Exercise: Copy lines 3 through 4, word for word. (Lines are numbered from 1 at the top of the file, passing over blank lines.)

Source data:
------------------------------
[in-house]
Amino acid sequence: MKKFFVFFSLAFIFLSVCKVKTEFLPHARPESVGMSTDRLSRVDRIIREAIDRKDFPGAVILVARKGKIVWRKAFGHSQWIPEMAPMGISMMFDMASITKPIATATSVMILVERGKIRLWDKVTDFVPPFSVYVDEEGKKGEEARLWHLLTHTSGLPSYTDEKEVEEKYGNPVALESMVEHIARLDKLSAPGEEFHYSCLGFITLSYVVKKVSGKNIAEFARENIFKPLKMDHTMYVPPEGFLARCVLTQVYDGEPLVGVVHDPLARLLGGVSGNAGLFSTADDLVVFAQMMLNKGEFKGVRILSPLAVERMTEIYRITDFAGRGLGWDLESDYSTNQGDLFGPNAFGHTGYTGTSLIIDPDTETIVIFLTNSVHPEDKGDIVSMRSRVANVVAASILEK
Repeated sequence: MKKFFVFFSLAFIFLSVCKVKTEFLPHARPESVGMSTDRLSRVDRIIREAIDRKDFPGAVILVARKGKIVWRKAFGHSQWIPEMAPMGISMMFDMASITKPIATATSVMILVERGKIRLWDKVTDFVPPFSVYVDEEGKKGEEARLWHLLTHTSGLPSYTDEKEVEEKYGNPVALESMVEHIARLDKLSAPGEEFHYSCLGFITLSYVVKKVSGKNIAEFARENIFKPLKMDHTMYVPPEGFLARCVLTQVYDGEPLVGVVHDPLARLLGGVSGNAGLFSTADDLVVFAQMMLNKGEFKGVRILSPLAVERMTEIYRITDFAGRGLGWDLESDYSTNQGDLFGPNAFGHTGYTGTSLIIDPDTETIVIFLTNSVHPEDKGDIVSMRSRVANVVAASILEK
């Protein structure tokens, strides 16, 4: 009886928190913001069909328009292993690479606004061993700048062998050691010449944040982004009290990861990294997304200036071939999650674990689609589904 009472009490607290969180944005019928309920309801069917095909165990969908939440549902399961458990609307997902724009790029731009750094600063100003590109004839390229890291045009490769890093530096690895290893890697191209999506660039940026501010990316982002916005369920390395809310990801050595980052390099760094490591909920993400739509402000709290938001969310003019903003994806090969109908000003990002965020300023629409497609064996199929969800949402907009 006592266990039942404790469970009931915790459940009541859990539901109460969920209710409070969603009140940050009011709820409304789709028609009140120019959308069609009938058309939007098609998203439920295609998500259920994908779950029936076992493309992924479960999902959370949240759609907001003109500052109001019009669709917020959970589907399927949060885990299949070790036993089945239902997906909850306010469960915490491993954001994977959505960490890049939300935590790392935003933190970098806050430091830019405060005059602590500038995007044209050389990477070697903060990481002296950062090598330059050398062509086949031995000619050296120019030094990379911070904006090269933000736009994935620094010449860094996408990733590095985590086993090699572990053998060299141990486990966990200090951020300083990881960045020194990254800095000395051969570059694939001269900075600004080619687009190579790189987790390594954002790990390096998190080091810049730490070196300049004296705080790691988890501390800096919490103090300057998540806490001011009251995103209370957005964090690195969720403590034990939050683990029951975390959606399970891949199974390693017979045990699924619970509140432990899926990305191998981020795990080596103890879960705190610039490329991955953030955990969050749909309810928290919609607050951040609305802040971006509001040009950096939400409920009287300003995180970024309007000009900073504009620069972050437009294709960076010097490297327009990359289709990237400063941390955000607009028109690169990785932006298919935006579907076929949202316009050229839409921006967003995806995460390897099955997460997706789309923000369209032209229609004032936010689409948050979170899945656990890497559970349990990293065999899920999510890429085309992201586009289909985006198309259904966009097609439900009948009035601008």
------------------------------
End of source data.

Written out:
Repeated sequence: MKKFFVFFSLAFIFLSVCKVKTEFLPHARPESVGMSTDRLSRVDRIIREAIDRKDFPGAVILVARKGKIVWRKAFGHSQWIPEMAPMGISMMFDMASITKPIATATSVMILVERGKIRLWDKVTDFVPPFSVYVDEEGKKGEEARLWHLLTHTSGLPSYTDEKEVEEKYGNPVALESMVEHIARLDKLSAPGEEFHYSCLGFITLSYVVKKVSGKNIAEFARENIFKPLKMDHTMYVPPEGFLARCVLTQVYDGEPLVGVVHDPLARLLGGVSGNAGLFSTADDLVVFAQMMLNKGEFKGVRILSPLAVERMTEIYRITDFAGRGLGWDLESDYSTNQGDLFGPNAFGHTGYTGTSLIIDPDTETIVIFLTNSVHPEDKGDIVSMRSRVANVVAASILEK
């Protein structure tokens, strides 16, 4: 009886928190913001069909328009292993690479606004061993700048062998050691010449944040982004009290990861990294997304200036071939999650674990689609589904 009472009490607290969180944005019928309920309801069917095909165990969908939440549902399961458990609307997902724009790029731009750094600063100003590109004839390229890291045009490769890093530096690895290893890697191209999506660039940026501010990316982002916005369920390395809310990801050595980052390099760094490591909920993400739509402000709290938001969310003019903003994806090969109908000003990002965020300023629409497609064996199929969800949402907009 006592266990039942404790469970009931915790459940009541859990539901109460969920209710409070969603009140940050009011709820409304789709028609009140120019959308069609009938058309939007098609998203439920295609998500259920994908779950029936076992493309992924479960999902959370949240759609907001003109500052109001019009669709917020959970589907399927949060885990299949070790036993089945239902997906909850306010469960915490491993954001994977959505960490890049939300935590790392935003933190970098806050430091830019405060005059602590500038995007044209050389990477070697903060990481002296950062090598330059050398062509086949031995000619050296120019030094990379911070904006090269933000736009994935620094010449860094996408990733590095985590086993090699572990053998060299141990486990966990200090951020300083990881960045020194990254800095000395051969570059694939001269900075600004080619687009190579790189987790390594954002790990390096998190080091810049730490070196300049004296705080790691988890501390800096919490103090300057998540806490001011009251995103209370957005964090690195969720403590034990939050683990029951975390959606399970891949199974390693017979045990699924619970509140432990899926990305191998981020795990080596103890879960705190610039490329991955953030955990969050749909309810928290919609607050951040609305802040971006509001040009950096939400409920009287300003995180970024309007000009900073504009620069972050437009294709960076010097490297327009990359289709990237400063941390955000607009028109690169990785932006298919935006579907076929949202316009050229839409921006967003995806995460390897099955997460997706789309923000369209032209229609004032936010689409948050979170899945656990890497559970349990990293065999899920999510890429085309992201586009289909985006198309259904966009097609439900009948009035601008």